A search of the forest floors beneath these trees revealed an exciting piece of evidence, a smallish Owl Pellet. The picture is admittedly pretty bad but I must be said that the pellet was pretty old anyway and if it wasn't for the freezing and conserving effect of winter, I doubt it would have been recognizable as anything more than organic matter by the time I found it.


Could this pellet have been produced by an Eastern Screech Owl?
It was sadly too old to have it DNA-tested, so I can't be sure it wasn't of a vagrant Western Screech Owl, a wintering Boreal Owl or maybe a Burrowing Owl. But at least I was intrigued.
Well, it is possibly most likely it was formed in the crop of an Eastern Screech Owl but even if I'd have had a means to find out, it might have been just the very same individual that - according to the feathers I found - ended up forming a vital part of a Great Horned Owl pellet. So yet again: tantalizing hints and detections but nothing definite, no indisputable evidence.

mind you, I have read about these things before, somewhere.

But of course, I did not spend a total of 2 years tracking mammals in Southern Africa for nothing: I looked up and considered inspecting the branches above the pellet:



Hmmmm, there could have well been interesting scratch marks and small injuries on the branches that might have been caused by the claws of an Eastern Screech Owl. Of course, one would not be able to be completely certain but it could potentially be intriguingly similar to known Screech Owl scratches but what would they prove? Not much, for sure because how do we differentiate between Eastern and Western Screech Owl scratches or rule out an aberrant Boreal Owl with claw deformations leading to Screech-owl-like scratches?
Thank goodness therefore I didn't bother looking for any scratches because even I thought that was a dumb idea.


I have now come to the conclusion that I probably won't find Eastern blinking invisible Screech Owls at the Arb myself. But with so many other birdwatchers, dog-walkers and joggers around, it would be foolish to not make an effort at trying to incorporate them into the search. So what I did is I installed two Call Boxes at the Arb, which are small telephone units powered by solar energy that directly connect any potential finder of an Eastern Screech Owl to my cell phone.

I think this is rather smart and I don't see why this shouldn't work as well along the White River or the Choctawhatchee. Maybe because no-one would use them there either?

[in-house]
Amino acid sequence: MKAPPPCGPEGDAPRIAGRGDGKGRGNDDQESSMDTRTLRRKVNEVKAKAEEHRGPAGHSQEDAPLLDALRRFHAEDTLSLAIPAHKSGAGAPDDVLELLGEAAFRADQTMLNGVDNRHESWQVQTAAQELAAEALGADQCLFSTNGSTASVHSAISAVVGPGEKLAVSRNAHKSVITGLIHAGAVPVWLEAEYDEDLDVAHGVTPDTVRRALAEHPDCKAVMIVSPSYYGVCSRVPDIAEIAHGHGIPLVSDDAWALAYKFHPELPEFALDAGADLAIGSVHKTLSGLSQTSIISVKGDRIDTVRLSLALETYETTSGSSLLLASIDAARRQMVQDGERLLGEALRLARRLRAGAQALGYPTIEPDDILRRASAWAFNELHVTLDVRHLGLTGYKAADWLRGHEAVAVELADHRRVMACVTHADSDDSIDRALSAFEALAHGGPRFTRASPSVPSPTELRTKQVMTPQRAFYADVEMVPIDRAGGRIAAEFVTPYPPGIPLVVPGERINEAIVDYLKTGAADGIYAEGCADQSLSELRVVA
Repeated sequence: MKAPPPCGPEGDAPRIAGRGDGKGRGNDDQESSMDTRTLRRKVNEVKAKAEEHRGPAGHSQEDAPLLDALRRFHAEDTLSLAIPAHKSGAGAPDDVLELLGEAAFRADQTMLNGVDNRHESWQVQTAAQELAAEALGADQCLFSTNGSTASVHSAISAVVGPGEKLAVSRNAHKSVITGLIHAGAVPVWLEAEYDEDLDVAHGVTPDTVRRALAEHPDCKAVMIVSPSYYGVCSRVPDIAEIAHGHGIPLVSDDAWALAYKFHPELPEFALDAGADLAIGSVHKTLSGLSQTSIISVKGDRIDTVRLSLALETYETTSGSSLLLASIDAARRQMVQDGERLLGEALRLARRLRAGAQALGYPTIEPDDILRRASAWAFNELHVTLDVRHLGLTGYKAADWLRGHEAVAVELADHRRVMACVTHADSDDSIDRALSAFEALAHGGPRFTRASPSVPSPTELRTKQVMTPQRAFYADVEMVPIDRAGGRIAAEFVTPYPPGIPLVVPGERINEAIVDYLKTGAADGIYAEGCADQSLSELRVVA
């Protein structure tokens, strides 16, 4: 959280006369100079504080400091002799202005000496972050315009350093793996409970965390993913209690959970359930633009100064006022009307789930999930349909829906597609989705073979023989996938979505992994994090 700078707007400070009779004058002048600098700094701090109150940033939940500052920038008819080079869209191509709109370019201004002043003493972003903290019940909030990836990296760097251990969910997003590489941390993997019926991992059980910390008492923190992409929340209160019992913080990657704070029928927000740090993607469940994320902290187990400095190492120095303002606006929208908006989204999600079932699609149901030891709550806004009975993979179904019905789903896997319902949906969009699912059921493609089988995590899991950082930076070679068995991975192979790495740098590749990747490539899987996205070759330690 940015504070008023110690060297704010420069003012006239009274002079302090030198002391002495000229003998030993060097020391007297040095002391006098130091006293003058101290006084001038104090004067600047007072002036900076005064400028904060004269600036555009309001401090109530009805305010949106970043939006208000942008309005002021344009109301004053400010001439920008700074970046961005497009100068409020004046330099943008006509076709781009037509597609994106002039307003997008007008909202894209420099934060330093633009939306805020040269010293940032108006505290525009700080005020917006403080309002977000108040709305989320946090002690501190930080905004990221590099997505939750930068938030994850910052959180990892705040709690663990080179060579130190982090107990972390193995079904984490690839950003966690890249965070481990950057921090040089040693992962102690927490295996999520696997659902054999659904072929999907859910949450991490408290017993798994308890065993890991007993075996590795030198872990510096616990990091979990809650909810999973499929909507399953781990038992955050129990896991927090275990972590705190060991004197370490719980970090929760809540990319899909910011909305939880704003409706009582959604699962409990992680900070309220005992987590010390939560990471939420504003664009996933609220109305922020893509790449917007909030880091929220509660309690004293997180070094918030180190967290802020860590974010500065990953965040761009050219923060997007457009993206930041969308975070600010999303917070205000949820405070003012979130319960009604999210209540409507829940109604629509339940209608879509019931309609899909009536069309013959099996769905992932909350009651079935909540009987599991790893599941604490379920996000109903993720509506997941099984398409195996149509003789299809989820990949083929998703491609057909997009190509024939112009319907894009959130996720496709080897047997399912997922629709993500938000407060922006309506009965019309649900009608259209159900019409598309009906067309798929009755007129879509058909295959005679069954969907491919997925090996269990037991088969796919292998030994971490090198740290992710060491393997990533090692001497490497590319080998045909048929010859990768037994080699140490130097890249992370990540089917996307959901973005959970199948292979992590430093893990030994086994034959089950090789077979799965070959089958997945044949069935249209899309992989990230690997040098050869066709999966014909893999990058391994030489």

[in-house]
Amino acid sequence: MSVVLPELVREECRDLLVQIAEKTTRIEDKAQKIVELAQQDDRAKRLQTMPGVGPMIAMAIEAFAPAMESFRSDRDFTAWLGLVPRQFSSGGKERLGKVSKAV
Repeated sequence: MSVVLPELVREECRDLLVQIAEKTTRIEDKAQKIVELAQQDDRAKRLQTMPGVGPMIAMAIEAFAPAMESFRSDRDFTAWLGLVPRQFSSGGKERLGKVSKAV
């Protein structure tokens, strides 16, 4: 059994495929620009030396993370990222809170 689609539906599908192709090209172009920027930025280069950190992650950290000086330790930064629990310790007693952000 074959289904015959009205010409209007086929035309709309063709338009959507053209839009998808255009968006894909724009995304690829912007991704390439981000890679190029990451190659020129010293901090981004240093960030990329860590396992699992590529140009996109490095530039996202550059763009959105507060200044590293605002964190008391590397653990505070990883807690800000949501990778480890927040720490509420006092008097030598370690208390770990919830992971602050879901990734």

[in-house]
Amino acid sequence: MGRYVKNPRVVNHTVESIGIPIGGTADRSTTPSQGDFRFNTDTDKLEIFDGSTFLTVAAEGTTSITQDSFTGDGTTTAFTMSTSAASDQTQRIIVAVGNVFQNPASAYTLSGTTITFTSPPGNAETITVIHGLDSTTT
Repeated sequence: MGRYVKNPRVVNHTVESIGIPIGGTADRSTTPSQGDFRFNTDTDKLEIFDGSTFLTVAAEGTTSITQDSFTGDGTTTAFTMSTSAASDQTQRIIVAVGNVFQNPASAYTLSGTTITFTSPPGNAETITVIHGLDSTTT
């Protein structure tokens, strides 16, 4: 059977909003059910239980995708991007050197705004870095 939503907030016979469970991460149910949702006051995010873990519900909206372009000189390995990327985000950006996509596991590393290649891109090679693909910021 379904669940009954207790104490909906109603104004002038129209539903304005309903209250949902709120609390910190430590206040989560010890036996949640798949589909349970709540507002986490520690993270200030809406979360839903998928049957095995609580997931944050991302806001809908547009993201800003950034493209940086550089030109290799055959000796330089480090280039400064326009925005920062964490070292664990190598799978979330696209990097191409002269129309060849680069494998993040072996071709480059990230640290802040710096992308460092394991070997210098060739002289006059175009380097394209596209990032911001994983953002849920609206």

Good point...

Frankly I suppose they have just decided it was too crowded at the Arb. It was probably quite bad already with all those joggers and dog-walkers around, but when even Bell Tower Birders started to walk the park, the Owls just had enough and decided it was time to move out, to ride across the river, deep and wide, ride across the river to the other side.


The tree cavities always look better on the other side of the fence, don't you think?


Or maybe, just maybe, my failure at finding Eastern Screech Owls might be explained by other things...

Now that I mention it, and come to think of it, there might be something about them worth another post some time later, don't you think?

5 comments:

WrenaissanceWoman said...

Perhaps you could leave a note by the phone asking the owls themselves to call?

Jochen said...

Oh, I listened to their call on the Stokes's CD. That's not quite the sound you want to hear on your phone at night and when it's dark outside!

Corey said...

Great post Jochen. Still missing my E. Screech for the year too. I even have a Saw-whet Owl this year but no screech. Even the owl box we put up at my folks' house remains empty. Maybe they're on strike?

Jochen said...

Thanks, Corey, but a post along the lines of "Here we can see the pair of Screech Owls I recently found preening each other, the following picture is a portrait of ..." would have been appreciated a bit more, at least by me!
I do suppose they really are on strike!

lisa said...

I have non-digital pictures of a screech owl in my uncle's livingroom, fetching a small toy...not exactly natural habitat, I'm afraid. Guess I could computer-gen in some trees...